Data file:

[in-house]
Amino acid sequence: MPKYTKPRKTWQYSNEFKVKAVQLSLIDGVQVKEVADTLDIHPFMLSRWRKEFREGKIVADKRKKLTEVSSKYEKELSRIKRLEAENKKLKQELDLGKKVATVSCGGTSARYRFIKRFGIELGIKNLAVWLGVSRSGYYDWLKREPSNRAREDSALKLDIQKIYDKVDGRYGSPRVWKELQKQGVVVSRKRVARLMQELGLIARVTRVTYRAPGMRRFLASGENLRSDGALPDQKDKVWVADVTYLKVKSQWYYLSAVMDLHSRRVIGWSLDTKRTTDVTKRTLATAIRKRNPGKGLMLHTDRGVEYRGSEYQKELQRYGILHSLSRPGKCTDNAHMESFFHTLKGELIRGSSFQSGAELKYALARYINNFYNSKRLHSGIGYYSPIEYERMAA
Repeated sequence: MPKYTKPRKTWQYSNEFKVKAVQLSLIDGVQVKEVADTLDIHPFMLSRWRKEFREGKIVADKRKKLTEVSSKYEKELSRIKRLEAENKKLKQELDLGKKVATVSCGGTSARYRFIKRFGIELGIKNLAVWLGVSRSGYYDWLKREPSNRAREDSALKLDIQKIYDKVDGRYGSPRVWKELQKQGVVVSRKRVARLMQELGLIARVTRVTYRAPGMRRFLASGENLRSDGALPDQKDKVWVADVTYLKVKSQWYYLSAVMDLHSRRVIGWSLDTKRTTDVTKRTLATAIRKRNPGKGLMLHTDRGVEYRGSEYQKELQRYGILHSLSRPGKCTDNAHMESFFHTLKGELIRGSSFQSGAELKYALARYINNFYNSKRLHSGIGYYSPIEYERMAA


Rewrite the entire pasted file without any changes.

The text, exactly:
[in-house]
Amino acid sequence: MPKYTKPRKTWQYSNEFKVKAVQLSLIDGVQVKEVADTLDIHPFMLSRWRKEFREGKIVADKRKKLTEVSSKYEKELSRIKRLEAENKKLKQELDLGKKVATVSCGGTSARYRFIKRFGIELGIKNLAVWLGVSRSGYYDWLKREPSNRAREDSALKLDIQKIYDKVDGRYGSPRVWKELQKQGVVVSRKRVARLMQELGLIARVTRVTYRAPGMRRFLASGENLRSDGALPDQKDKVWVADVTYLKVKSQWYYLSAVMDLHSRRVIGWSLDTKRTTDVTKRTLATAIRKRNPGKGLMLHTDRGVEYRGSEYQKELQRYGILHSLSRPGKCTDNAHMESFFHTLKGELIRGSSFQSGAELKYALARYINNFYNSKRLHSGIGYYSPIEYERMAA
Repeated sequence: MPKYTKPRKTWQYSNEFKVKAVQLSLIDGVQVKEVADTLDIHPFMLSRWRKEFREGKIVADKRKKLTEVSSKYEKELSRIKRLEAENKKLKQELDLGKKVATVSCGGTSARYRFIKRFGIELGIKNLAVWLGVSRSGYYDWLKREPSNRAREDSALKLDIQKIYDKVDGRYGSPRVWKELQKQGVVVSRKRVARLMQELGLIARVTRVTYRAPGMRRFLASGENLRSDGALPDQKDKVWVADVTYLKVKSQWYYLSAVMDLHSRRVIGWSLDTKRTTDVTKRTLATAIRKRNPGKGLMLHTDRGVEYRGSEYQKELQRYGILHSLSRPGKCTDNAHMESFFHTLKGELIRGSSFQSGAELKYALARYINNFYNSKRLHSGIGYYSPIEYERMAA